To begin our discussion, a brief history of simulation appears below.
Maslovitz and colleagues, in a study that used simulated events, investigated errors among residents and nurse-midwives that occurred while teams managed four critical obstetric events1 :
- eclamptic seizure
- postpartum hemorrhage
- shoulder dystocia
- breech extraction.
- delays in transporting a bleeding patient to the operating room (82% of the time)
- unfamiliarity with administering prostaglandin to reverse uterine atony (82%)
- poor cardiopulmonary resuscitation technique (80%)
- inadequate documentation of shoulder dystocia (80%)
- delayed administration of blood products to reverse consumptive coagulopathy (66%)
- inappropriate avoidance of episiotomy in shoulder dystocia and breech extraction (32%).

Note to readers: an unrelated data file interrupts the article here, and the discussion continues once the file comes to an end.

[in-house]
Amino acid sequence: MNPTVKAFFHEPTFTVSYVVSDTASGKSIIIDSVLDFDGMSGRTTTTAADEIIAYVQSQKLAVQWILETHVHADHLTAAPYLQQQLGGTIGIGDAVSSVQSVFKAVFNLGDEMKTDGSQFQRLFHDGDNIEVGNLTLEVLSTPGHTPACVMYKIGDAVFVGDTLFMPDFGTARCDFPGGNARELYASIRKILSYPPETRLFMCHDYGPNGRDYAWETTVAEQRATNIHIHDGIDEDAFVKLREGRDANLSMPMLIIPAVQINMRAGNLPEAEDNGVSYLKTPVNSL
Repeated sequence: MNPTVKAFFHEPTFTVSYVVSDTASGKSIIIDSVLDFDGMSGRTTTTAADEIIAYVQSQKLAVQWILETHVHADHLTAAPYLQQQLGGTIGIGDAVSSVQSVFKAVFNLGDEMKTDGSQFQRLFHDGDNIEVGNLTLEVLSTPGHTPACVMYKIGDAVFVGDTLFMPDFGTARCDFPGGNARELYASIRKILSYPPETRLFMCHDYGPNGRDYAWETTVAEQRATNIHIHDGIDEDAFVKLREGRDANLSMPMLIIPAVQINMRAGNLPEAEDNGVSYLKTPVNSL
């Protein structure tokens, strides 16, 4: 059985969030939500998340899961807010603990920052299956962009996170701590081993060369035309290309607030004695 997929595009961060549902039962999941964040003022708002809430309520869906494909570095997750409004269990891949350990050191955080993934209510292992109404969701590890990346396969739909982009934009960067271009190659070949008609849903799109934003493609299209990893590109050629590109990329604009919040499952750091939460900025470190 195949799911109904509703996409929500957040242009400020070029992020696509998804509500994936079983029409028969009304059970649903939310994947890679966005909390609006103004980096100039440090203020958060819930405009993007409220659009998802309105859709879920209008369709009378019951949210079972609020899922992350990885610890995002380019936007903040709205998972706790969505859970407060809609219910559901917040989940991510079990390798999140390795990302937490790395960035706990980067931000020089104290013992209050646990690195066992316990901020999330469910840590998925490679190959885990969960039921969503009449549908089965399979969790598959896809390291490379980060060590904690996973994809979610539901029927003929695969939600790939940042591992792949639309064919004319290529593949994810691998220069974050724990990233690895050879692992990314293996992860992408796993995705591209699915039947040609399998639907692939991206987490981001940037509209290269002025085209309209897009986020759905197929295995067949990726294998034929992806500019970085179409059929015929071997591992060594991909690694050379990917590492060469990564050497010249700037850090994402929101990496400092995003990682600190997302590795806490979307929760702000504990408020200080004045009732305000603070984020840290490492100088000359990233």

Simulation has roots in prehistoric times, when it facilitated acquisition of hunting skills and prepared people for tribal games or warfare.1 The ancient Greeks used simulation to illustrate philosophical concepts and help students understand them.2 Today, simulation techniques are used in various industries and disciplines, especially when real-world training is too dangerous or expensive, or impossible.3
Safety in the air. The airline industry is known for incorporating simulation techniques into training programs for pilots and flight crews. The first airplane simulator was built in 1910, after the first fatal airplane crash in 1908.4 The need to train pilots during World War I and World War II greatly increased the use of flight simulators.